An Embarrassment of Vegetables


Several years ago, I heard a simple analogy about how to make a healthy change. The analogy involved changing a plane’s direction by one degree to avoid a place you don’t want to go.

Think about it. If a pilot is headed in the wrong direction and she changes her course by even one degree, in time she will wind up – somewhere else. Maybe she isn’t sure where that better place is yet, but she knows the one-degree turn will help her avoid that awful place she wants to avoid.

This “small change” approach to altering your direction in life is a proven strategy. It’s something you can do right away to ensure you won’t wind up in a dreadful place.

When I am overwhelmed by my food choices, cravings, and eating patterns – and worried about where my overeating will take me – I look at my situation like a pilot. I think about the direction in which I’m flying and consider making a manageable change, knowing it will take me in a better direction.

This past October, as I snacked on Halloween treats, I considered where I was headed and remembered I always have the choice to tweak my direction.

My one-degree change was to add more vegetables to my diet. I have been surprised by how much eating at least one, and ideally two, vegetables with every meal keeps me on a healthier flight path.

Vegetables have some sweetness to them, as well as fiber. When I prepare them the way I like them, I often prefer them to the holiday treats. Even if I like the sweets better, I just don’t eat as many when I’m physically and mentally satisfied with my meals.

Two vegetables per meal can sound daunting to some people, so consider these tips:

  1. I start with starchy vegetables if I’m feeling resistant or craving sweets. In no universe is a baked potato (white or sweet) worse for my health than chocolate donuts. Baked potatoes are easy to cook! They are not fried, they have fiber, and they are satisfying. The trick is to buy small potatoes, not the behemoths that some grocery stores feature! Also, measure the butter if you use it. Experiment with what is the least amount of butter you need to use to be satisfied.
  2. Another starchy favorite for me is peas. (When I’m craving sweets in the afternoon, I heat up a can of organic peas. I love them! They are not brownies. Again, I use a small amount of butter – just enough to satisfy and no more.)
  3. If I’m rushed, I buy precut vegetables and roast them. Put a tablespoon of olive oil in a gallon-size Ziplock bag. Then throw in at least two types of vegetables and toss them around so they are coated evenly. I roast my vegetables at 375 for 40-45 minutes. If you let them get brown, they will be caramelized and taste sweeter. Don’t overfill the baking trays. If you have too many vegetables on a tray, they won’t caramelize, they’ll steam from all the trapped moisture.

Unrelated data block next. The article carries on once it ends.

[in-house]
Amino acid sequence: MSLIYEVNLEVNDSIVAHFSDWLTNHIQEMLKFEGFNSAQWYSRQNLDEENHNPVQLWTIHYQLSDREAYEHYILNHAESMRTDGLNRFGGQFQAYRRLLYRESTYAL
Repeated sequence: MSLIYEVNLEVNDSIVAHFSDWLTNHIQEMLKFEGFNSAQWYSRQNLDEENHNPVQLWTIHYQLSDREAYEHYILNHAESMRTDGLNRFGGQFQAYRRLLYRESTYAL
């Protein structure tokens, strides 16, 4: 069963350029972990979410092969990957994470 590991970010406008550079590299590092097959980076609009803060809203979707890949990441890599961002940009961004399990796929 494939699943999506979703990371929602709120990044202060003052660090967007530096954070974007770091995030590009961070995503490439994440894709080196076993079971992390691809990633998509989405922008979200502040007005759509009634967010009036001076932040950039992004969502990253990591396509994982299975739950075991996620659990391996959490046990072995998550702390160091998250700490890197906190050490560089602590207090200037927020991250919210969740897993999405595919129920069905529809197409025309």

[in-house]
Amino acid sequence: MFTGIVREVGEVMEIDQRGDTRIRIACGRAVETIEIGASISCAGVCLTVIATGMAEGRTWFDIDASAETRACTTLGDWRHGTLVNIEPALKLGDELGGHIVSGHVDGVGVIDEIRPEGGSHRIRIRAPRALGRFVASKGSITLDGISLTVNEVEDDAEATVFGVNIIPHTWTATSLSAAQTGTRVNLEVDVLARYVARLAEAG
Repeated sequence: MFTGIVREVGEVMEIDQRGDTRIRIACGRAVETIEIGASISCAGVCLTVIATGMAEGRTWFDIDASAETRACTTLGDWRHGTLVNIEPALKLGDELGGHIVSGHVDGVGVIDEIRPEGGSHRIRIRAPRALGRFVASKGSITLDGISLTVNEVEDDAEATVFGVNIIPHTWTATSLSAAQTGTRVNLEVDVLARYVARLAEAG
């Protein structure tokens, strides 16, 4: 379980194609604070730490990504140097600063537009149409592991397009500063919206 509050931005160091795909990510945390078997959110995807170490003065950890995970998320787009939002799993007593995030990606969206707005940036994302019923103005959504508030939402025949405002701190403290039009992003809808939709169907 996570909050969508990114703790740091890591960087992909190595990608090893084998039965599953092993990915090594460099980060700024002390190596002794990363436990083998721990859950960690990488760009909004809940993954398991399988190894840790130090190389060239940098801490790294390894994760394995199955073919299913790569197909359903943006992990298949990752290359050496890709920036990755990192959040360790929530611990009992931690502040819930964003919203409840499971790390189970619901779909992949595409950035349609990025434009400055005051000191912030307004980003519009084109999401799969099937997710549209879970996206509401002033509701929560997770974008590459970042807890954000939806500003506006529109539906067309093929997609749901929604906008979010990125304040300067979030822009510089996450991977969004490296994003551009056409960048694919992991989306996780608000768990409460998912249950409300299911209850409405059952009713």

4. Cook two trays of vegetables at a time so they are there to snack on, or so you don’t have to cook them every night. If you are doing the chopping yourself, and you don’t want to use vegetable cutting as a meditative practice, put a small TV in your kitchen or put on some music. On a bad day, a TV show or music is more likely to keep me in the kitchen.
  5. Remember the rule of seven. If you’re trying a new food, try it seven times. It takes awhile for our taste buds to adjust and for us to find the exact way we like a given vegetable prepared.

With all this talk of vegetables, I must share my all-time favorite recipe. I never, in a million years, would have guessed how much I would love this combination of vegetables and spices! It’s embarrassing. Mike and I prepare a tray at dinner time and eat the whole thing in one sitting. I wish this same embarrassment for all of you!

Roasted Turmeric Vegetables (from

1/4c. olive oil
2 large cloves of garlic (I use a garlic press. Easy peasy.)
2 T. lemon juice (I use a bottle of pure lemon juice, but you can use real lemons.)
1 T. ground turmeric (Turmeric was an acquired taste for me. At first, I used less – about ½ T.)
1t. sea salt + more to taste
1 large head of cauliflower chopped into florets
4 medium-sized Yukon Gold potatoes diced
10 oz. fresh green beans
1 t. lemon pepper + more to taste

  1. Preheat your oven to 375 degrees
  2. In a small bowl, whish together oil, garlic, lemon juice, turmeric, and sea salt
  3. Place sauce in a container or Ziplock bag, add vegetables and shake to coat (I couldn’t fit all those vegetables into a Ziplock bag. Instead I used a very large bowl and tossed the vegetables for a couple minutes to thoroughly coat them.)
  4. Spread over a large baking sheet (I use two baking sheets, covered with parchment paper, because one sheet crowds the vegetables and they don’t brown well.)
  5. Bake for 40-45 minutes depending on your oven. Vegetables should be nice and golden brown, crispy on the edges.
  6. Get ready to say, “YUM!”

If you are completely turned off by the idea of eating more vegetables, come up with another one-degree idea. For example, eat three satisfying healthy meals a day. Spend 10 minutes when you get home from work doing deep, relaxing breathing; or listen to a brief guided meditation. You’d be surprised how committing consistently to one “destressing” behavior can help with your food choices.

As the pilot of my life, I can make small changes. A sharp turn in a plane can be too intense, but a one-degree turn is tolerable. And it will get you to a better place. Try it! And let me know how it goes.

Happy New Year to all!